"Your arm can lift, at a minimum, seven to eight times that of a regular human being. It is resistant to temperatures in excess of five hundred degrees Celsius, as is your new leg."
Harkness looked down at his leg. "I am still at a loss for words."
"Well, the best is yet to come. You might have noticed your new eye is a bit better than the original. It's a cybernetic implant, capable of letting you see clearly in the dark, in different spectrums of light too, and you can zoom in on far away objects. Not too shabby."
For a second or two Harkness twiddled his thumbs, then thrust out a hand to the doctor. "Sir, I thank you for your fine work. I had not expected this, not in my wildest dreams."
Courtous chuckled, and shook his hand. "Just doing my job. Any questions?"
"Yes, just one. Can I have a change of clothes? This gown is just a touch too revealing."
Courtous laughed again.
Kill them. Rip them apart, each one of them deserves to die, slowly and painfully...
Doctor Hanson shook herself out of the sudden and terrible thought almost as soon as it occurred to her, but as she walked down the corridor to her quarters, she couldn't shake the foreboding and nagging fear that struck her. The thought - the strand of it at least - persisted, like a sudden moment of intense fright that would linger for several minutes or even hours. She hurried back to her quarters, craving a few moments alone, a few moments of peace to calm her nerves.
Like most of the crew, she had a fairly sparse living area, with a small sofa, a fold away bed and a few pictures of her family and loved ones in magnetic frames stuck to the walls. A small beech bedside cabinet was her only concession, her only little luxury item, that held within it things precious to her.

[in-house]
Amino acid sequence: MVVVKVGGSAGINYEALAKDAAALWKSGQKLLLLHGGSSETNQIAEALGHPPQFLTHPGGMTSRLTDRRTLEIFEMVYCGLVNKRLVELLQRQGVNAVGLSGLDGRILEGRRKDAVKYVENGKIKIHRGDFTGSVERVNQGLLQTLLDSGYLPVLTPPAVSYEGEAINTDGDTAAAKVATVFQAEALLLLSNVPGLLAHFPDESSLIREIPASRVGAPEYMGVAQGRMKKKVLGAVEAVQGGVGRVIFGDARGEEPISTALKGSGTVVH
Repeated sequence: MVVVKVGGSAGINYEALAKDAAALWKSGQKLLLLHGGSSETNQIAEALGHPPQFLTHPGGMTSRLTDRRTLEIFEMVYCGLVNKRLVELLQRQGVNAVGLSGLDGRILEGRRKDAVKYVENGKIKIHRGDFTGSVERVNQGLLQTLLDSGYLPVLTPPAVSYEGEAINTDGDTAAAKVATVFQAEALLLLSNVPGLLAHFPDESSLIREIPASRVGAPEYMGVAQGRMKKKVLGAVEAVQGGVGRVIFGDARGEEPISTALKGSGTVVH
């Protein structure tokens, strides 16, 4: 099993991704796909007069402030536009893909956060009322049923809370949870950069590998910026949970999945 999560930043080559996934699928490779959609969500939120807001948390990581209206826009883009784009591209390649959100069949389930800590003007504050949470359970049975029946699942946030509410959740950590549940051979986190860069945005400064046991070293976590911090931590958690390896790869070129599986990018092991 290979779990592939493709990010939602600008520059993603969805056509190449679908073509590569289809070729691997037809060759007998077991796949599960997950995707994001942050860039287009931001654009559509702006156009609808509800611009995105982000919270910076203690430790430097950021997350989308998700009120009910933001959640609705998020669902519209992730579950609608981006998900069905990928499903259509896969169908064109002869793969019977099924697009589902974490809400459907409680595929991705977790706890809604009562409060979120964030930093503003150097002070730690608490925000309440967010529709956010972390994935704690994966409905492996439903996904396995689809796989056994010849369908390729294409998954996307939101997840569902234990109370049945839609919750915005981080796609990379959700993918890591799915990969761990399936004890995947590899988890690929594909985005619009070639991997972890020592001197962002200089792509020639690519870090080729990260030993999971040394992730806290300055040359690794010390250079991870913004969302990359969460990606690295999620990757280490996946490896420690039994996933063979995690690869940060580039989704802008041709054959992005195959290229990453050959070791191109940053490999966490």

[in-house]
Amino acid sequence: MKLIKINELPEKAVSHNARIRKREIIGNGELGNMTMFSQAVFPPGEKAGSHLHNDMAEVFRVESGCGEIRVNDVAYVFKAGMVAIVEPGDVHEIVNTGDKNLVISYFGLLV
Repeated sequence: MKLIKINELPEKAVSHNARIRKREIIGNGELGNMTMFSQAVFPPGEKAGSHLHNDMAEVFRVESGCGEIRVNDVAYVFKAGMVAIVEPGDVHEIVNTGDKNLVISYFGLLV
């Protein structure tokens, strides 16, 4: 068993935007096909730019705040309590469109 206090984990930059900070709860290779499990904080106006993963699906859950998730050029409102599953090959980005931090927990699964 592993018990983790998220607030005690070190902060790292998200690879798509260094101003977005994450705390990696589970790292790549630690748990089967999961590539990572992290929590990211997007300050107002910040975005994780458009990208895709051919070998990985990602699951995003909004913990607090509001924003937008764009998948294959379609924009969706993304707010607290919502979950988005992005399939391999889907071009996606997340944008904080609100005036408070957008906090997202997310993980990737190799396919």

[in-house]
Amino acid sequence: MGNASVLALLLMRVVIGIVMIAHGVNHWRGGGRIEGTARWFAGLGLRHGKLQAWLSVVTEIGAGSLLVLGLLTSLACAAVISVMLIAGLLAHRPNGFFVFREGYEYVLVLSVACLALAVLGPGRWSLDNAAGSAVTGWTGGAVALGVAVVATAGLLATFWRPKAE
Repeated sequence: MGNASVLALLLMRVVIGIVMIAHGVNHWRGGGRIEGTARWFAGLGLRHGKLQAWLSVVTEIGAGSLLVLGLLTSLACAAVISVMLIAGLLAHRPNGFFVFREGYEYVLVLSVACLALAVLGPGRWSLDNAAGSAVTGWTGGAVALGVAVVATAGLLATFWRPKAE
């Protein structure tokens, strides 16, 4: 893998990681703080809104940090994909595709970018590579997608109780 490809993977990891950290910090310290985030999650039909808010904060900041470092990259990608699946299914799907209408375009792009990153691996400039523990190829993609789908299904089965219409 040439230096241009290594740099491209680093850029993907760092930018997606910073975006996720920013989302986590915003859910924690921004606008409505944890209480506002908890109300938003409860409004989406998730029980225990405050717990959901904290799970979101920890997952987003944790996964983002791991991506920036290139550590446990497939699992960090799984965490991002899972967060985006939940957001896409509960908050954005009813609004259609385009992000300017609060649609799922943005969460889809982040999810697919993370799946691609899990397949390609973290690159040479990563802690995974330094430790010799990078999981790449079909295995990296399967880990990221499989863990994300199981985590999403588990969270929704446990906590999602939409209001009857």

Hanson slipped open the top drawer, and took out a small book, an old-fashioned paper book. The hard cover was a soothing shade of light blue, and Hanson ran her fingers over the gentle silver trim, before opening up the book.
Pictures of her family - her mother, father, two brothers and her grandparents - greeted her on the first few pages. Some of the pictures were old - she was a young girl in some of them, getting soaked by buckets of cold water thrown by her older, mischievous brothers. In one photo, she was sitting by the Christmas tree, wearing half the gold and red baubles, and had draped the tinsel lavishly around her shoulders.
The photo album was normally a source of great comfort and strength to her. Now, she still could not shake her unsettling fear. Her eyes focused on a picture of her dear dad, waving at the camera as he sat on the beach, on a gloriously sunny day. Hanson remembered that day, when he had threatened to go nude and chase after her and her brothers in the sea. She remembered giggling as he lifted her up and pretended to dunk her head first into the waves striking the shore.
What would it be like to smash his head against a rock?
Hanson gasped and dropped the album. Her hands went to her mouth. In her mind she heard her own voice ask the question, a voice dripping with bile. Why would she think such a thing? She loved her father, who had always been nothing but good to her.
A short, sharp stabbing pain stung her eyes. She closed them, squinting hard, and felt that nasty gritty sensation again. Putting a finger to the corner of one eye, Hanson was sure she could feel something tangible there.
They all think you're weak, feeble. A walk-over. Let me show you the real you.
"Shut up, just shut up!" Hanson felt herself tearing up. She looked at herself in the mirror, and saw to her horror that the tears were completely black... with a dark smoke drifting from them.